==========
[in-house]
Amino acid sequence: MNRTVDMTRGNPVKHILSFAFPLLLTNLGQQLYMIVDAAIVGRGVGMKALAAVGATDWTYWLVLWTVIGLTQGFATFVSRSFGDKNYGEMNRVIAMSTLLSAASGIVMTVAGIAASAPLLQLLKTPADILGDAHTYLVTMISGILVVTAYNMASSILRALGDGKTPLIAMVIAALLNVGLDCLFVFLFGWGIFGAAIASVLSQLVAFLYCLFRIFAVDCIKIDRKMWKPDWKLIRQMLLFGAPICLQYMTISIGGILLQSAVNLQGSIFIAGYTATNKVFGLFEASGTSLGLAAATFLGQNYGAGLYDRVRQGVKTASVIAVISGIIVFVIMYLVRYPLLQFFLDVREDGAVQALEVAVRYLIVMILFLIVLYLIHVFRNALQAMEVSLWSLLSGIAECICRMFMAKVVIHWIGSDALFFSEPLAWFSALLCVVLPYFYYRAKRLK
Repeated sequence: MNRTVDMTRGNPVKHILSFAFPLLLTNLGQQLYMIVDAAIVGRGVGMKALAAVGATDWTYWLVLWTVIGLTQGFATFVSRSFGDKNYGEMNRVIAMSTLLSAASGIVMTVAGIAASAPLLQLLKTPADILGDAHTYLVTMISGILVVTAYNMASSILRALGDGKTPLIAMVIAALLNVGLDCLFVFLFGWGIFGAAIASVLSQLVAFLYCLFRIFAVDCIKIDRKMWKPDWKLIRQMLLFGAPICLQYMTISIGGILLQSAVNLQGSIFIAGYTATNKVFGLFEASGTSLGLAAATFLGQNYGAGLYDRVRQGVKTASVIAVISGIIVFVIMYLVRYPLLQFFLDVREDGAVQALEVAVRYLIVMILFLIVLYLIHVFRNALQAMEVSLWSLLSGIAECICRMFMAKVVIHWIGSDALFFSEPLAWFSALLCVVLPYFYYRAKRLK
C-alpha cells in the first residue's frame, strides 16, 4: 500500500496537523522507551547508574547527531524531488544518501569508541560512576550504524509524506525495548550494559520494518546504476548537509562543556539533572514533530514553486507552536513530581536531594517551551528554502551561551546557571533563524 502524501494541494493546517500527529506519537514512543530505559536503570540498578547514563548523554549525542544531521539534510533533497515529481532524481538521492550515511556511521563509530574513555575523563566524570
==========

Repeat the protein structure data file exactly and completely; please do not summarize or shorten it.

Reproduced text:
[in-house]
Amino acid sequence: MNRTVDMTRGNPVKHILSFAFPLLLTNLGQQLYMIVDAAIVGRGVGMKALAAVGATDWTYWLVLWTVIGLTQGFATFVSRSFGDKNYGEMNRVIAMSTLLSAASGIVMTVAGIAASAPLLQLLKTPADILGDAHTYLVTMISGILVVTAYNMASSILRALGDGKTPLIAMVIAALLNVGLDCLFVFLFGWGIFGAAIASVLSQLVAFLYCLFRIFAVDCIKIDRKMWKPDWKLIRQMLLFGAPICLQYMTISIGGILLQSAVNLQGSIFIAGYTATNKVFGLFEASGTSLGLAAATFLGQNYGAGLYDRVRQGVKTASVIAVISGIIVFVIMYLVRYPLLQFFLDVREDGAVQALEVAVRYLIVMILFLIVLYLIHVFRNALQAMEVSLWSLLSGIAECICRMFMAKVVIHWIGSDALFFSEPLAWFSALLCVVLPYFYYRAKRLK
Repeated sequence: MNRTVDMTRGNPVKHILSFAFPLLLTNLGQQLYMIVDAAIVGRGVGMKALAAVGATDWTYWLVLWTVIGLTQGFATFVSRSFGDKNYGEMNRVIAMSTLLSAASGIVMTVAGIAASAPLLQLLKTPADILGDAHTYLVTMISGILVVTAYNMASSILRALGDGKTPLIAMVIAALLNVGLDCLFVFLFGWGIFGAAIASVLSQLVAFLYCLFRIFAVDCIKIDRKMWKPDWKLIRQMLLFGAPICLQYMTISIGGILLQSAVNLQGSIFIAGYTATNKVFGLFEASGTSLGLAAATFLGQNYGAGLYDRVRQGVKTASVIAVISGIIVFVIMYLVRYPLLQFFLDVREDGAVQALEVAVRYLIVMILFLIVLYLIHVFRNALQAMEVSLWSLLSGIAECICRMFMAKVVIHWIGSDALFFSEPLAWFSALLCVVLPYFYYRAKRLK
C-alpha cells in the first residue's frame, strides 16, 4: 500500500496537523522507551547508574547527531524531488544518501569508541560512576550504524509524506525495548550494559520494518546504476548537509562543556539533572514533530514553486507552536513530581536531594517551551528554502551561551546557571533563524 502524501494541494493546517500527529506519537514512543530505559536503570540498578547514563548523554549525542544531521539534510533533497515529481532524481538521492550515511556511521563509530574513555575523563566524570